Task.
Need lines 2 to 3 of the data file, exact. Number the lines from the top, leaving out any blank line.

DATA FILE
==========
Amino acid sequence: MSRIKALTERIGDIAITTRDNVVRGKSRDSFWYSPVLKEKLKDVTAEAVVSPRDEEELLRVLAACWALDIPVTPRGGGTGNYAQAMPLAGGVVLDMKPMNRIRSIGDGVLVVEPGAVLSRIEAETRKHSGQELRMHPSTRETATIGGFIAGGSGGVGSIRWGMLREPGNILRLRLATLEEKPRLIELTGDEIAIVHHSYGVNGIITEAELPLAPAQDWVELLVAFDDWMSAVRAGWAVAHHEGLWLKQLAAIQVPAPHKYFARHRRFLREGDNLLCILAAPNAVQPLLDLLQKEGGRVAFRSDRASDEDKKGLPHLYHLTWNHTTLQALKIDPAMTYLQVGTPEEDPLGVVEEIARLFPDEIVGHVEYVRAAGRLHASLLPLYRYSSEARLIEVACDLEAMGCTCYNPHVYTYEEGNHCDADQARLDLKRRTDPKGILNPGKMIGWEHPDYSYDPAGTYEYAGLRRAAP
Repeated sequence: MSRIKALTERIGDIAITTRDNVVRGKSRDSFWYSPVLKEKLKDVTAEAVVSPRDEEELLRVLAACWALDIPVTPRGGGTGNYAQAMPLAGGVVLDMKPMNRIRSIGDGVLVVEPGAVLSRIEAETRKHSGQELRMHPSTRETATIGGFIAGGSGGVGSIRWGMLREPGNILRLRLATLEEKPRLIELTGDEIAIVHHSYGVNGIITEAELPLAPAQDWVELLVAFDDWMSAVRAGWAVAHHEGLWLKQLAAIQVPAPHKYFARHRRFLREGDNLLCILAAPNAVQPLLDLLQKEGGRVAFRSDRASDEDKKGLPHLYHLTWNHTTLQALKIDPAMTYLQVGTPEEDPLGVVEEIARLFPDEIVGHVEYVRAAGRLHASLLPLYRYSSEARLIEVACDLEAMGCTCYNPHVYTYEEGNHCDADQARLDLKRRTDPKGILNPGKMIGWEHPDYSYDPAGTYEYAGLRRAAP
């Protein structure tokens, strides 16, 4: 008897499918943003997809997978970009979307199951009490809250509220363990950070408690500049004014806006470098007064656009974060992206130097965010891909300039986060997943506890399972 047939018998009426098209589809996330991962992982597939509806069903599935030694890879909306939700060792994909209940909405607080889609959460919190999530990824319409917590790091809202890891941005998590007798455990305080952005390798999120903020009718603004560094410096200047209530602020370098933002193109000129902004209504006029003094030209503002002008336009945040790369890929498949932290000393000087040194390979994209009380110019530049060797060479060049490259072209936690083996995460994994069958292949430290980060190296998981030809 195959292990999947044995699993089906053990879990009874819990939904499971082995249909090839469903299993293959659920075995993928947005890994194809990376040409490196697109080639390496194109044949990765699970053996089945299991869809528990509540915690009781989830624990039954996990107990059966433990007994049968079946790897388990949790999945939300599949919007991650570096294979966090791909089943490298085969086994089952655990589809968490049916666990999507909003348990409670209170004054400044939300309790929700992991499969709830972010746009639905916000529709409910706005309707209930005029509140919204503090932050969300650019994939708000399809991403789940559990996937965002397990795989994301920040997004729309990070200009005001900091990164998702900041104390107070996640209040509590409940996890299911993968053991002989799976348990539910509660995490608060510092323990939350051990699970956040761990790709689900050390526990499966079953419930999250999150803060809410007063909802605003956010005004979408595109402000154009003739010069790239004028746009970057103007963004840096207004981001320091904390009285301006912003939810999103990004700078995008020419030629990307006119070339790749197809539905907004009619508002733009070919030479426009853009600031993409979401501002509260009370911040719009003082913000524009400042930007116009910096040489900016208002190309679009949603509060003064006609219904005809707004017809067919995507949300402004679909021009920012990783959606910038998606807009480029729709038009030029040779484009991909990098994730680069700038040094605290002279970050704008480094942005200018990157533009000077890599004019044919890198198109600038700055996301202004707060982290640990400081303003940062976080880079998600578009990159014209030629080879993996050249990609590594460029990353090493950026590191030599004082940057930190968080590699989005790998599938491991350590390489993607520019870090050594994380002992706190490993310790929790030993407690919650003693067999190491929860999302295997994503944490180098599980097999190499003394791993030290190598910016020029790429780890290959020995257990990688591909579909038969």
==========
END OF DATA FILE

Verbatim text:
Repeated sequence: MSRIKALTERIGDIAITTRDNVVRGKSRDSFWYSPVLKEKLKDVTAEAVVSPRDEEELLRVLAACWALDIPVTPRGGGTGNYAQAMPLAGGVVLDMKPMNRIRSIGDGVLVVEPGAVLSRIEAETRKHSGQELRMHPSTRETATIGGFIAGGSGGVGSIRWGMLREPGNILRLRLATLEEKPRLIELTGDEIAIVHHSYGVNGIITEAELPLAPAQDWVELLVAFDDWMSAVRAGWAVAHHEGLWLKQLAAIQVPAPHKYFARHRRFLREGDNLLCILAAPNAVQPLLDLLQKEGGRVAFRSDRASDEDKKGLPHLYHLTWNHTTLQALKIDPAMTYLQVGTPEEDPLGVVEEIARLFPDEIVGHVEYVRAAGRLHASLLPLYRYSSEARLIEVACDLEAMGCTCYNPHVYTYEEGNHCDADQARLDLKRRTDPKGILNPGKMIGWEHPDYSYDPAGTYEYAGLRRAAP
């Protein structure tokens, strides 16, 4: 008897499918943003997809997978970009979307199951009490809250509220363990950070408690500049004014806006470098007064656009974060992206130097965010891909300039986060997943506890399972 047939018998009426098209589809996330991962992982597939509806069903599935030694890879909306939700060792994909209940909405607080889609959460919190999530990824319409917590790091809202890891941005998590007798455990305080952005390798999120903020009718603004560094410096200047209530602020370098933002193109000129902004209504006029003094030209503002002008336009945040790369890929498949932290000393000087040194390979994209009380110019530049060797060479060049490259072209936690083996995460994994069958292949430290980060190296998981030809 195959292990999947044995699993089906053990879990009874819990939904499971082995249909090839469903299993293959659920075995993928947005890994194809990376040409490196697109080639390496194109044949990765699970053996089945299991869809528990509540915690009781989830624990039954996990107990059966433990007994049968079946790897388990949790999945939300599949919007991650570096294979966090791909089943490298085969086994089952655990589809968490049916666990999507909003348990409670209170004054400044939300309790929700992991499969709830972010746009639905916000529709409910706005309707209930005029509140919204503090932050969300650019994939708000399809991403789940559990996937965002397990795989994301920040997004729309990070200009005001900091990164998702900041104390107070996640209040509590409940996890299911993968053991002989799976348990539910509660995490608060510092323990939350051990699970956040761990790709689900050390526990499966079953419930999250999150803060809410007063909802605003956010005004979408595109402000154009003739010069790239004028746009970057103007963004840096207004981001320091904390009285301006912003939810999103990004700078995008020419030629990307006119070339790749197809539905907004009619508002733009070919030479426009853009600031993409979401501002509260009370911040719009003082913000524009400042930007116009910096040489900016208002190309679009949603509060003064006609219904005809707004017809067919995507949300402004679909021009920012990783959606910038998606807009480029729709038009030029040779484009991909990098994730680069700038040094605290002279970050704008480094942005200018990157533009000077890599004019044919890198198109600038700055996301202004707060982290640990400081303003940062976080880079998600578009990159014209030629080879993996050249990609590594460029990353090493950026590191030599004082940057930190968080590699989005790998599938491991350590390489993607520019870090050594994380002992706190490993310790929790030993407690919650003693067999190491929860999302295997994503944490180098599980097999190499003394791993030290190598910016020029790429780890290959020995257990990688591909579909038969």